03 May 2009

Second Life Art Show: of Deities and Demons

Second Life is getting some good press lately: Second Life is Dead. Reuters Pulls Journalist Out of Second Life. Second Life Rampant with Prostitution and Gambling. Corporations Leaving Second Life. Harvard Business School Model Fails in Second Life. What-Ever!

Gives me time to get my game on. Saturday May 2nd, I got some game on. I put on an art show. Yup, in Second Life. I have a virtual gallery called "patterntology". Put up some framed work. Biz partner Kyle Beltran put his piano in the gallery and treated folks to a 2hr set. My avatar "Quota Soon" (my inworld name) fielded questions from the crowd and joined in the shin-dig.

Did I make money? Hells yeah. I wasn't really intending to though. You can buy one of my virtual works of art for about $1.25. I made about $10. Not shabby. BUT, I also sealed a deal for one of those pieces to be printed and installed in one of my lightbox constructions and shipped off to a happy customer. In real life.  Previously, I've sold two paintings in real life through exposure in Second Life.

Now, I'm not much of a pro at marketing in Second Life but my friends Kyle Beltran and Callipygian Christensen (Second Life photographer) are. They pretty much made it happen. I'm thinking, more or less to prove something to me. Callipygian was able to use her connections and got me in "New World News" by the official CNN reporter in Second Life. Most people showing up at the opening were showing up to see Kyle who already has a decent following but some did come to see the art. One was a gallery owner who would like to show my work in his gallery soon.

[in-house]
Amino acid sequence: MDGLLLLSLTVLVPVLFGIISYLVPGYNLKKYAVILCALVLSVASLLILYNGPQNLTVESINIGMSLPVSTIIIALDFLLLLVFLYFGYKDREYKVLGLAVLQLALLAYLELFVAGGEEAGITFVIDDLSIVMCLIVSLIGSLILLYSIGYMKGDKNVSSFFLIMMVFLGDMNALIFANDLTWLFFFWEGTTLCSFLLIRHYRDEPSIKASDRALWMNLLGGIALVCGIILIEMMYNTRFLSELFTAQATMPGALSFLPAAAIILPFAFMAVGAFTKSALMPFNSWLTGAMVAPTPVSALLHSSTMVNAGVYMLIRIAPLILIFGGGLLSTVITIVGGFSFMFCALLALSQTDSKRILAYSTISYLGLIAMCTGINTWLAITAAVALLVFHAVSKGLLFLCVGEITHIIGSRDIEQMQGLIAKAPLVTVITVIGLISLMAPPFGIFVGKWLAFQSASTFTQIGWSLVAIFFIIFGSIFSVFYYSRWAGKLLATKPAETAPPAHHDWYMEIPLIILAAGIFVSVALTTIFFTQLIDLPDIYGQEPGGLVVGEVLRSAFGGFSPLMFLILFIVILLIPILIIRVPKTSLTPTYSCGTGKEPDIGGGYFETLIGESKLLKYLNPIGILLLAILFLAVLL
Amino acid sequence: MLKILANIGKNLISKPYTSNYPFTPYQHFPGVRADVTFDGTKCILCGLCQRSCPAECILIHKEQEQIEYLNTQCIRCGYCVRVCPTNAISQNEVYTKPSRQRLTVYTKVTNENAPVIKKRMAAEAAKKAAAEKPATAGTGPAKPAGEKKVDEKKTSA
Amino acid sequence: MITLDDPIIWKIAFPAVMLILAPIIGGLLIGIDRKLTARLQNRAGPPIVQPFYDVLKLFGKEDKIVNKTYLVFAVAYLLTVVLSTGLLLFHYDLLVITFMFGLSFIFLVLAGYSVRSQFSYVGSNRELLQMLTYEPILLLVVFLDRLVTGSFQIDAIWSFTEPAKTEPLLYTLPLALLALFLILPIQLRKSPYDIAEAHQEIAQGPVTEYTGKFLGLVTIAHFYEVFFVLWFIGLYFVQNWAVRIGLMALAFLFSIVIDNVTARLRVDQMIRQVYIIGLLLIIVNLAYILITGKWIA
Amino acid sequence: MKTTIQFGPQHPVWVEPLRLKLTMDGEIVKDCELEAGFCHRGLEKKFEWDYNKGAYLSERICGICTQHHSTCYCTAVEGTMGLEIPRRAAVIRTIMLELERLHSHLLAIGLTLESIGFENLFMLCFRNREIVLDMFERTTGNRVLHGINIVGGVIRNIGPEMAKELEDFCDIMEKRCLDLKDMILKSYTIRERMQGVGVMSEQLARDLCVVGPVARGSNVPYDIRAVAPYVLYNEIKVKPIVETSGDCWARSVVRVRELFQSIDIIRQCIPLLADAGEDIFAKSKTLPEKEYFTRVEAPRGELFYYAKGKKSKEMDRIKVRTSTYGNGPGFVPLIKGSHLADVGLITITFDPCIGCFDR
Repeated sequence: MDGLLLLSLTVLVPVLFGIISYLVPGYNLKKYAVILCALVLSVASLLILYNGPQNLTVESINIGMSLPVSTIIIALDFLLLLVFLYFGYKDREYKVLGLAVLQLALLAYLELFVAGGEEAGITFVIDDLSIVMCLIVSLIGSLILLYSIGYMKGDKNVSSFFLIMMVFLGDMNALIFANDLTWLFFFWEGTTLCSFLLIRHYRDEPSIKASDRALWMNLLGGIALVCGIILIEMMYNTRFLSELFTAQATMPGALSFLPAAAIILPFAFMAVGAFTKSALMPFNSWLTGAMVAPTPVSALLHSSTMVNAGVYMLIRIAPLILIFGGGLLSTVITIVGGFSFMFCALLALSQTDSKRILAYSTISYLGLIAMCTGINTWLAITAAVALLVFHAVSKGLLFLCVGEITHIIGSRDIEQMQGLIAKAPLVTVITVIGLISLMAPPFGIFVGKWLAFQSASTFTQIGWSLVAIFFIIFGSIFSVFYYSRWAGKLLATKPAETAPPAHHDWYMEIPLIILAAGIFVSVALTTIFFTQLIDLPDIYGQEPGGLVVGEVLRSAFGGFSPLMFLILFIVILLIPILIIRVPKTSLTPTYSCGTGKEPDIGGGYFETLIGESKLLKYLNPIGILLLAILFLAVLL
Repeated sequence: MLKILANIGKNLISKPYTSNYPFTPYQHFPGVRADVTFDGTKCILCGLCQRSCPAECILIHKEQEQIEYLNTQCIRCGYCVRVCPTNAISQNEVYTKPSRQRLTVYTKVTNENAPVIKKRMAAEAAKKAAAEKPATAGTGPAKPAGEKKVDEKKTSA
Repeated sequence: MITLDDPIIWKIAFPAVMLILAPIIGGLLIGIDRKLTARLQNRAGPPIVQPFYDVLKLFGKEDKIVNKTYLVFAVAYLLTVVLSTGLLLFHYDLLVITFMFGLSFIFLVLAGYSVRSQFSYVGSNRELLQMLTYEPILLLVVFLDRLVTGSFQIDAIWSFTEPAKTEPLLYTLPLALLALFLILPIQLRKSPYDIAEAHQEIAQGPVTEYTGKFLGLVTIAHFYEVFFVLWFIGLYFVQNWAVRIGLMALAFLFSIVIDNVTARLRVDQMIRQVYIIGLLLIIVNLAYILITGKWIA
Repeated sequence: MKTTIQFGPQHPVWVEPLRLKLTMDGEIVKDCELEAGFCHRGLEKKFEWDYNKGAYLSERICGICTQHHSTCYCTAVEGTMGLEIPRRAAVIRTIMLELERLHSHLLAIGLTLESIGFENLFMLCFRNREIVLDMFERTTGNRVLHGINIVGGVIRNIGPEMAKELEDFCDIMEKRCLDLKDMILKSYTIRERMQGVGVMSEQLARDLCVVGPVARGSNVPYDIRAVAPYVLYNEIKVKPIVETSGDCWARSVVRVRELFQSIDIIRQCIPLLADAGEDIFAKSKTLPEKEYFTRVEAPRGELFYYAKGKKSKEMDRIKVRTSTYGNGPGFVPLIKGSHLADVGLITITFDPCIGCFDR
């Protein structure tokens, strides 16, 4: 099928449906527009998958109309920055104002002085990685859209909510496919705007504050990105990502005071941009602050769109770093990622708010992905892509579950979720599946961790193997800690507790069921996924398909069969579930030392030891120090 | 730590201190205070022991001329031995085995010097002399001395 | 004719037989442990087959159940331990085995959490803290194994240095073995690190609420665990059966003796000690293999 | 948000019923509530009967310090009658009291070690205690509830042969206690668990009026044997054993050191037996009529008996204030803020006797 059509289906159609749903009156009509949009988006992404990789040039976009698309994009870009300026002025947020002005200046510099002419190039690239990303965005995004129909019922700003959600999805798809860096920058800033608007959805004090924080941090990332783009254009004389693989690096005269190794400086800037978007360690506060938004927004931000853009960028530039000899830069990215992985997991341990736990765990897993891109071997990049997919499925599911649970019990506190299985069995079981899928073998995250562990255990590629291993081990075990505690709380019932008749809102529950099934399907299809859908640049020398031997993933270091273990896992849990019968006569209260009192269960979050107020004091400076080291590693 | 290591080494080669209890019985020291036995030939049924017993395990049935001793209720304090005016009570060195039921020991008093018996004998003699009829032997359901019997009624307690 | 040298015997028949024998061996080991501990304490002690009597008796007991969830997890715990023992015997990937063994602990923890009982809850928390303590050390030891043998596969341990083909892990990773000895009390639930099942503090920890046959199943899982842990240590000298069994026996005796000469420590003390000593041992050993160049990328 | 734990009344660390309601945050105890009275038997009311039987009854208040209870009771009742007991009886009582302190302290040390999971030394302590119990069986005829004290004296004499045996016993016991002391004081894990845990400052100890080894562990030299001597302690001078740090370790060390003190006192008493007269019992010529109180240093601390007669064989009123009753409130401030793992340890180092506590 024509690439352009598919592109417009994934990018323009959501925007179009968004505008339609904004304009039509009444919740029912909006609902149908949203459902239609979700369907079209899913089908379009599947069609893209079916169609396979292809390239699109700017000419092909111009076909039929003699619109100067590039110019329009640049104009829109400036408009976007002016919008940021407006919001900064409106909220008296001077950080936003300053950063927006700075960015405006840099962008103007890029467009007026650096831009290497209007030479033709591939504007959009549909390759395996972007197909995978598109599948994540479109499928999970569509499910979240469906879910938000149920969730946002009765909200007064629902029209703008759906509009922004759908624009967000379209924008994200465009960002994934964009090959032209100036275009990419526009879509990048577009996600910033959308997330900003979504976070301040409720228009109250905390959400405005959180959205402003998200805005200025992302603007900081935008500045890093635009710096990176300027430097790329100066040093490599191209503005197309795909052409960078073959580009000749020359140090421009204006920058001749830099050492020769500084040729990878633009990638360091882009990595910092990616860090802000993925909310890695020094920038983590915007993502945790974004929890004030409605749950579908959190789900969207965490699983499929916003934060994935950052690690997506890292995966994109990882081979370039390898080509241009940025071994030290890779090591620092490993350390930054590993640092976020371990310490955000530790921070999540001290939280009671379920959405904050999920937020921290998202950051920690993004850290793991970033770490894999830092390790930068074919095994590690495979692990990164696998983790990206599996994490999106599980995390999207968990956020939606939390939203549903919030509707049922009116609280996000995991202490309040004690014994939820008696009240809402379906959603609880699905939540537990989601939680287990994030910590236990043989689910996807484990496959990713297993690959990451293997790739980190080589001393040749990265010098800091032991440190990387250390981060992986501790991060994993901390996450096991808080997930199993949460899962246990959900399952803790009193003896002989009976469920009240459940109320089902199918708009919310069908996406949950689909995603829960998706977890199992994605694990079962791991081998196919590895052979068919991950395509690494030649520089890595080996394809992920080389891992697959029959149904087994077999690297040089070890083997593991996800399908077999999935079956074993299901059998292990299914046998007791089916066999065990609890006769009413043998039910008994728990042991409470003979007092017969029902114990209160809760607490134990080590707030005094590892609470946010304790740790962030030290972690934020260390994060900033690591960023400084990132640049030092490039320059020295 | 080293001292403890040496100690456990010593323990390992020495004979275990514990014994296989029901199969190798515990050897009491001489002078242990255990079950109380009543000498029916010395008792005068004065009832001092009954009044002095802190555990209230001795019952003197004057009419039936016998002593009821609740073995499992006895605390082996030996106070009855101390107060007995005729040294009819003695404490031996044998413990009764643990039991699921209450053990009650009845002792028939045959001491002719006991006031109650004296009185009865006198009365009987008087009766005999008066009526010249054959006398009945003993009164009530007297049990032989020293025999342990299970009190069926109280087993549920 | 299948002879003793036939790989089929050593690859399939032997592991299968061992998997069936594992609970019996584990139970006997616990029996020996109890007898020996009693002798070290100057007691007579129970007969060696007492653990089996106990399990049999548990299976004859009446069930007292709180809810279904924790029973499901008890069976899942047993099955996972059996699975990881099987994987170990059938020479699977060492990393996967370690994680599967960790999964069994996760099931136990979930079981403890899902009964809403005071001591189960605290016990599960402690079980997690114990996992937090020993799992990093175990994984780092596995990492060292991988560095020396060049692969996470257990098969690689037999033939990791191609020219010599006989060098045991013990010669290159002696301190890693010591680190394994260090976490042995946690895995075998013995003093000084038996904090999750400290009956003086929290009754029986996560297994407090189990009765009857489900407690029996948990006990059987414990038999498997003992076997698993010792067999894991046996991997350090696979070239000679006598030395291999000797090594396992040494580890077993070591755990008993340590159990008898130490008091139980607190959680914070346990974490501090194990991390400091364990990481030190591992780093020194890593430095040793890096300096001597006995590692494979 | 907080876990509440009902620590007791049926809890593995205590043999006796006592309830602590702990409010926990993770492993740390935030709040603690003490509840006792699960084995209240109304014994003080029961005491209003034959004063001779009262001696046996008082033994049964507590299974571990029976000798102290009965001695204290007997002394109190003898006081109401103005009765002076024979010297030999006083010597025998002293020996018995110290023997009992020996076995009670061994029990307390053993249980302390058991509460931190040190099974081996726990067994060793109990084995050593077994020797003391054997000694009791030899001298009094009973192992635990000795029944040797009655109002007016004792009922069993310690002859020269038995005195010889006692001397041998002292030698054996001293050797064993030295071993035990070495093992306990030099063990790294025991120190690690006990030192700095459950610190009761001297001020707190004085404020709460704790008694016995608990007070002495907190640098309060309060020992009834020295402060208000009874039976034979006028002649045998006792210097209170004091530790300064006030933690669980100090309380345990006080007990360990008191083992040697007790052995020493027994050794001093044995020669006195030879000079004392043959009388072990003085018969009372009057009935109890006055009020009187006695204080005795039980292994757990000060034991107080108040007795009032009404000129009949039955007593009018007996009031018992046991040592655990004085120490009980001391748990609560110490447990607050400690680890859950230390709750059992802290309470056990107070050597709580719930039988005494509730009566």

Named "of Deities and Demons," the show was comprised of six dark characters I had been working on. Exploring my dark side. We all have a collection in our psyche. Think Tarot Cards. I'm inspired to develop more characters though not necessarily dark.

All in all, it made feel like an artist again. I haven't really been trying too hard either. How much easier can it get? No gallery fees, no printing costs, no snacks and drinks to buy, yet there is an audience from all over the world. I just sat in front of my computer for 2hrs. The world is overlooking the possibilities of virtual reality. I have a feeling though, not for very long.

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